Carrying over 1.1 million barrels of oil, the supertanker FSO Safer was abandoned off Yemen’s Red Sea port of Hudaydah after the civil war broke out in the country in 2015. Since then, the vessel has deteriorated significantly in absence of any servicing or maintenance, prompting fears of a major environmental disaster.
According to David Gressly, UN Resident and Humanitarian Coordinator for Yemen, the vessel Nautica is preparing to sail from Djibouti. It will moor alongside the Safer and once the transfer starts, it will take about two weeks.
“The completion of the ship-to-ship transfer of the oil by the start of August will be a moment when the whole world can heave a sigh of relief,” Mr Gressly said, adding that the “worst-case humanitarian, environmental and economic catastrophe from a massive oil spill will have been prevented.”
After the oil has been off-loaded, the next critical step will include the delivery and instalment of a catenary anchor leg mooring (CALM) buoy, which is secured to the seabed, and to which the replacement vessel will safely be installed. The CALM buoy needs to be in place by September.
Generous donors and crowdfunding
Backed by generous funding from Member States, the private sector, and the general public, which contributed $300,000 through a crowdfunding campaign, UN raised about $118 million of the $148 million estimated budget for the undertaking.
The broad coalition working to prevent the catastrophe also includes environmental groups, including Greenpeace and, in Yemen, Holm Akhdar; as well as several UN entities.
Situation remains ‘fragile and challenging’
At a separate meeting of the 15-member Security Council on Monday, UN Special Envoy for Yemen, Hans Grundberg, called on the warring parties to reach a “serious breakthrough” in the ongoing discussions to finally end the conflict between an international coalition backing the recognized Government, and Houthi rebels.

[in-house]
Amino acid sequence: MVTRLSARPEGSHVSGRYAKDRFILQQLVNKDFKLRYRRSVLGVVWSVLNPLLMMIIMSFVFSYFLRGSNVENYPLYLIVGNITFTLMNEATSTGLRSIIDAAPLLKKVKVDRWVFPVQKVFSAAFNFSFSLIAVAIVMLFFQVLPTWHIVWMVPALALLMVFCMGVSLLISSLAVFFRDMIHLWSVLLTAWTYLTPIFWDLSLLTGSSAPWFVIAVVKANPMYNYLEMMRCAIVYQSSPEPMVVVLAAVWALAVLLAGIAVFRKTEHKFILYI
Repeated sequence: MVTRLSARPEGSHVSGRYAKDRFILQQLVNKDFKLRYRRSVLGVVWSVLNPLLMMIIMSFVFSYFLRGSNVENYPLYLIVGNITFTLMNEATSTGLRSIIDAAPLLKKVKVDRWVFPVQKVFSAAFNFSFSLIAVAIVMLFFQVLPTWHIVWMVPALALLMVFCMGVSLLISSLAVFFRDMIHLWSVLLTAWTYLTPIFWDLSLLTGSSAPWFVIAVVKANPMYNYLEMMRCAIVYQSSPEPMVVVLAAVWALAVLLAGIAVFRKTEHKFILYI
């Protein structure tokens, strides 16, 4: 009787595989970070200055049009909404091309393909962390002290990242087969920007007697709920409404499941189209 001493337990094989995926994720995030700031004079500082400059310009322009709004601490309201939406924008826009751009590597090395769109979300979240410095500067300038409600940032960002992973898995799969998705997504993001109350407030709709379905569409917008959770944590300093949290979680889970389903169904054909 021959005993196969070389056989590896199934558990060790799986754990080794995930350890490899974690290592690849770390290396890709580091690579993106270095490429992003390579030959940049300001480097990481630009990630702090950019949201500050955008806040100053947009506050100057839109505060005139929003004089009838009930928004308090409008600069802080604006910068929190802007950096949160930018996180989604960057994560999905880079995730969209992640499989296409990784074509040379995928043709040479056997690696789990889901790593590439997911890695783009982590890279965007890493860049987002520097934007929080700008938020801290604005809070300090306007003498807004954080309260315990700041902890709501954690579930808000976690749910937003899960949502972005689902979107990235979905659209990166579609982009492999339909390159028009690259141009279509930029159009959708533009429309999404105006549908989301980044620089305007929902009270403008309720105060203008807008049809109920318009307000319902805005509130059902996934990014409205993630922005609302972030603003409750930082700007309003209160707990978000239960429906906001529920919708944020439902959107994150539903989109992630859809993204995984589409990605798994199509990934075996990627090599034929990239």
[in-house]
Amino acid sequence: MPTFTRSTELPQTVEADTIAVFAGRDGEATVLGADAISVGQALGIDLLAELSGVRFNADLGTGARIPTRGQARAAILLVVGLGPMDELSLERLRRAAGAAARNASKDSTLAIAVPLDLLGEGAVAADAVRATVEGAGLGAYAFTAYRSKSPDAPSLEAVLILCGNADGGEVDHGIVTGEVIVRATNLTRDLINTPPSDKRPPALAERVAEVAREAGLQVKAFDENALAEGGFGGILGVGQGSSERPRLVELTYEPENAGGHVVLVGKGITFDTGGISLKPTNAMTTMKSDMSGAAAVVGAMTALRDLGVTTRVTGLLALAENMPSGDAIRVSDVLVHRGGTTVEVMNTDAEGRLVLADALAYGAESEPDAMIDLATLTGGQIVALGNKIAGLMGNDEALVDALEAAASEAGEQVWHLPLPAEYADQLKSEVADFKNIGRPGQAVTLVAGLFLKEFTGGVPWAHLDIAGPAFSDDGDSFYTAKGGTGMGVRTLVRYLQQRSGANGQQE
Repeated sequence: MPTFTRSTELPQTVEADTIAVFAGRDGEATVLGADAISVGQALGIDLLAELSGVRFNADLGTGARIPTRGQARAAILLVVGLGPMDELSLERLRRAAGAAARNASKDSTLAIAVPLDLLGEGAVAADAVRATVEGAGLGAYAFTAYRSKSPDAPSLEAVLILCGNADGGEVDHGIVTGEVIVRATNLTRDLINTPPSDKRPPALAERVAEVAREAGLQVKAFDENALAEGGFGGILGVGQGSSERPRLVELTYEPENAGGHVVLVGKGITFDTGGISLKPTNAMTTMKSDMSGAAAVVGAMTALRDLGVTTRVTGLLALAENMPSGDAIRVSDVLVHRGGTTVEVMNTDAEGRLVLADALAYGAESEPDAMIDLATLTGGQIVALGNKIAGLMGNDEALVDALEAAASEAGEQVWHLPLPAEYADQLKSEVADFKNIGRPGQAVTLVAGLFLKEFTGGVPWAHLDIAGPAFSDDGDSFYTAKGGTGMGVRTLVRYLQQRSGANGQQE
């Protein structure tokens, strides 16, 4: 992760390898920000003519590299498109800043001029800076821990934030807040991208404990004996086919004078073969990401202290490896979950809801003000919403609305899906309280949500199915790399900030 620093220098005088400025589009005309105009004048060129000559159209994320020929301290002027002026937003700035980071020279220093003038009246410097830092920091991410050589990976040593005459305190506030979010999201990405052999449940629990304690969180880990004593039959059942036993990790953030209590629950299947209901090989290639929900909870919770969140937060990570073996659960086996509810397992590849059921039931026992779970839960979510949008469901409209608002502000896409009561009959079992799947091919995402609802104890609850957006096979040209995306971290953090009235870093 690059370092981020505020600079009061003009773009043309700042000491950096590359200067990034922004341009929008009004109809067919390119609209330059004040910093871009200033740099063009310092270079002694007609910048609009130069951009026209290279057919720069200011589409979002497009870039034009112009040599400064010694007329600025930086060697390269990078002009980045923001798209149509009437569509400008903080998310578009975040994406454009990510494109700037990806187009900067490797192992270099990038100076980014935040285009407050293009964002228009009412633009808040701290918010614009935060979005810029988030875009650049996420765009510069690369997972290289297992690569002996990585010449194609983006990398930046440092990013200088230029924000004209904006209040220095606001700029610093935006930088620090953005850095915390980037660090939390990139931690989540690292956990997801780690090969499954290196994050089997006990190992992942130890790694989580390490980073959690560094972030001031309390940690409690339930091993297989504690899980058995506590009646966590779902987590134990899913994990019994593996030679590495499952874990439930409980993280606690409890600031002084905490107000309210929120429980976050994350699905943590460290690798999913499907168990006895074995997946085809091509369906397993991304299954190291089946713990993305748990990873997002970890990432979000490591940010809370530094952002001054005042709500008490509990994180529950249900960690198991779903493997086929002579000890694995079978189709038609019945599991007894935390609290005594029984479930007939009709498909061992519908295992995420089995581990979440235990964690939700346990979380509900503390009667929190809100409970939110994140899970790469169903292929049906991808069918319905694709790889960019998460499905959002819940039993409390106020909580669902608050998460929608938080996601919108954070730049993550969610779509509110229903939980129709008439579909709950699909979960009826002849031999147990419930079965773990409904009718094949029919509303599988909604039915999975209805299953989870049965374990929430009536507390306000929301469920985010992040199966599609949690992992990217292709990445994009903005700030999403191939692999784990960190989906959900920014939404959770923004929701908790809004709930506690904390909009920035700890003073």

He said that despite a period of relative calm, the situation in crisis-ridden Yemen remains fragile and challenging, and that the country “cannot afford a seasonal peace”.
The Special Envoy underscored the need for the parties to the conflict to “to make further, bold steps toward a peace that is sustainable and just.”
“This means an end to the conflict that promises accountable national and local governance, economic and environmental justice, and guarantees of equal citizenship for all Yemenis, regardless of gender, faith, background or race,” he said.
In his briefing, Mr. Grundberg outlined a course of action including an immediate halt to military provocations and a sustainable nationwide ceasefire, economic de-escalation and addressing longer term economic priorities.
He added the parties need to agree a clear path to restarting an intra-Yemeni political process, under UN auspices.
A boy is photographed carrying a water container in the Ala’amaseer area of the city of Aden, Yemen, on 29 April 2020.
Humanitarian needs still high
Assistant-Secretary-General for Humanitarian Affairs and Deputy Emergency Relief Coordinator, Joyce Msuya, also briefed and told Security Council members that humanitarian needs in Yemen will remain high for the foreseeable future.
In 2023, relief agencies aim to reach 17.3 million people, out of a staggering 21.6 million people in need of assistance, she said, adding that halfway through the year, the Humanitarian Response Plan for Yemen is funded at just 29 per cent.
“As the political process progresses, we must remain vigilant and active on the humanitarian front. With better funding and more access, we can expand our reach and improve the protection of civilians – but we also need to see support for measures to improve Yemen’s economy,” she concluded.